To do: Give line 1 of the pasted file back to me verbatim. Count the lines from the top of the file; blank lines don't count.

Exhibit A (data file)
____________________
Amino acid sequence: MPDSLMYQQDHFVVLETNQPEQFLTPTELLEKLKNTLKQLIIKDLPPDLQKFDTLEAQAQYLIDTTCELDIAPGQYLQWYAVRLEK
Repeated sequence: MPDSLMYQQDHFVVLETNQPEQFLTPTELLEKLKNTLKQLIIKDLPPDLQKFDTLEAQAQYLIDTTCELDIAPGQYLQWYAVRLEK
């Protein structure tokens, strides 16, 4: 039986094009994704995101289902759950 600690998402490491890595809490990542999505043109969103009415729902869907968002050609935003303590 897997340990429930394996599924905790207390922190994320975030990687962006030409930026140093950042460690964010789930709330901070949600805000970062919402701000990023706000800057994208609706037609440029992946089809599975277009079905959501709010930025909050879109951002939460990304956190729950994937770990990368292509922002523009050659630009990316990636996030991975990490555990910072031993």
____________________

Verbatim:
Amino acid sequence: MPDSLMYQQDHFVVLETNQPEQFLTPTELLEKLKNTLKQLIIKDLPPDLQKFDTLEAQAQYLIDTTCELDIAPGQYLQWYAVRLEK